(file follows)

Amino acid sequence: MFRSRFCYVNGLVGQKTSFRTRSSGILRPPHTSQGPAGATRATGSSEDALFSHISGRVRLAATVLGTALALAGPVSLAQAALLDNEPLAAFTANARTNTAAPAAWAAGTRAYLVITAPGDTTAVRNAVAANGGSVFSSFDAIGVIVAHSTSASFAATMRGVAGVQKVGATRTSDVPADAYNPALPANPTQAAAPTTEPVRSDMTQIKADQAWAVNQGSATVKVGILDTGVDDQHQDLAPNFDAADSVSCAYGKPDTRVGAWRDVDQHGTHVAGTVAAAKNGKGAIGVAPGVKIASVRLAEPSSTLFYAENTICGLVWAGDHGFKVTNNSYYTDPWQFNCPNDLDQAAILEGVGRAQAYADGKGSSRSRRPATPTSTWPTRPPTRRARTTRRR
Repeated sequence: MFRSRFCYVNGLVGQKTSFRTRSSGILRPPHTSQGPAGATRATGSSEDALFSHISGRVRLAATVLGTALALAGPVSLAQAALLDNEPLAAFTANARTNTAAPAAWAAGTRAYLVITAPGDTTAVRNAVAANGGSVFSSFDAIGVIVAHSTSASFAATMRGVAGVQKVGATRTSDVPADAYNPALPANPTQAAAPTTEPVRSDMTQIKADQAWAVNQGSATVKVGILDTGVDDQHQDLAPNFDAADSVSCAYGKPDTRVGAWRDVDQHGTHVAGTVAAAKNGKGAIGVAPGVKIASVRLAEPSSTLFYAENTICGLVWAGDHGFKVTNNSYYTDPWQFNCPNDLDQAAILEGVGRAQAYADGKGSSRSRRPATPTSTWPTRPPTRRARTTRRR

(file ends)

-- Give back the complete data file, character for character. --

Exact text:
Amino acid sequence: MFRSRFCYVNGLVGQKTSFRTRSSGILRPPHTSQGPAGATRATGSSEDALFSHISGRVRLAATVLGTALALAGPVSLAQAALLDNEPLAAFTANARTNTAAPAAWAAGTRAYLVITAPGDTTAVRNAVAANGGSVFSSFDAIGVIVAHSTSASFAATMRGVAGVQKVGATRTSDVPADAYNPALPANPTQAAAPTTEPVRSDMTQIKADQAWAVNQGSATVKVGILDTGVDDQHQDLAPNFDAADSVSCAYGKPDTRVGAWRDVDQHGTHVAGTVAAAKNGKGAIGVAPGVKIASVRLAEPSSTLFYAENTICGLVWAGDHGFKVTNNSYYTDPWQFNCPNDLDQAAILEGVGRAQAYADGKGSSRSRRPATPTSTWPTRPPTRRARTTRRR
Repeated sequence: MFRSRFCYVNGLVGQKTSFRTRSSGILRPPHTSQGPAGATRATGSSEDALFSHISGRVRLAATVLGTALALAGPVSLAQAALLDNEPLAAFTANARTNTAAPAAWAAGTRAYLVITAPGDTTAVRNAVAANGGSVFSSFDAIGVIVAHSTSASFAATMRGVAGVQKVGATRTSDVPADAYNPALPANPTQAAAPTTEPVRSDMTQIKADQAWAVNQGSATVKVGILDTGVDDQHQDLAPNFDAADSVSCAYGKPDTRVGAWRDVDQHGTHVAGTVAAAKNGKGAIGVAPGVKIASVRLAEPSSTLFYAENTICGLVWAGDHGFKVTNNSYYTDPWQFNCPNDLDQAAILEGVGRAQAYADGKGSSRSRRPATPTSTWPTRPPTRRARTTRRR